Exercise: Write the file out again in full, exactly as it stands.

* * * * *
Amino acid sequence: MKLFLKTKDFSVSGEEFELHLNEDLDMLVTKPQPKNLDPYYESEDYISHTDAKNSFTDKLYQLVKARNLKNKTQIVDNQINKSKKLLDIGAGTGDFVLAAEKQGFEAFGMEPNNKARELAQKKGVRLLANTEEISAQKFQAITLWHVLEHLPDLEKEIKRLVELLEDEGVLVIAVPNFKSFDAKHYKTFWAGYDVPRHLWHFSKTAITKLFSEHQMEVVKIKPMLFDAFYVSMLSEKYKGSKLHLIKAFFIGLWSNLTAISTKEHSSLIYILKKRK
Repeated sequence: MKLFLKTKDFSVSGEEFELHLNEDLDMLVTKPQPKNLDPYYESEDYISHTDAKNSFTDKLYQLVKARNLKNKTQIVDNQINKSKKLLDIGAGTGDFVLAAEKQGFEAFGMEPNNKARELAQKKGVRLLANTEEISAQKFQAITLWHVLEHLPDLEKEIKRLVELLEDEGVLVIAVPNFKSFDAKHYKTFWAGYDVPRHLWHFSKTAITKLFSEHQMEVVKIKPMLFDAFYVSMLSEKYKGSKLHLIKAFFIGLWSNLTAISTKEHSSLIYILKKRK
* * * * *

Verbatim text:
Amino acid sequence: MKLFLKTKDFSVSGEEFELHLNEDLDMLVTKPQPKNLDPYYESEDYISHTDAKNSFTDKLYQLVKARNLKNKTQIVDNQINKSKKLLDIGAGTGDFVLAAEKQGFEAFGMEPNNKARELAQKKGVRLLANTEEISAQKFQAITLWHVLEHLPDLEKEIKRLVELLEDEGVLVIAVPNFKSFDAKHYKTFWAGYDVPRHLWHFSKTAITKLFSEHQMEVVKIKPMLFDAFYVSMLSEKYKGSKLHLIKAFFIGLWSNLTAISTKEHSSLIYILKKRK
Repeated sequence: MKLFLKTKDFSVSGEEFELHLNEDLDMLVTKPQPKNLDPYYESEDYISHTDAKNSFTDKLYQLVKARNLKNKTQIVDNQINKSKKLLDIGAGTGDFVLAAEKQGFEAFGMEPNNKARELAQKKGVRLLANTEEISAQKFQAITLWHVLEHLPDLEKEIKRLVELLEDEGVLVIAVPNFKSFDAKHYKTFWAGYDVPRHLWHFSKTAITKLFSEHQMEVVKIKPMLFDAFYVSMLSEKYKGSKLHLIKAFFIGLWSNLTAISTKEHSSLIYILKKRK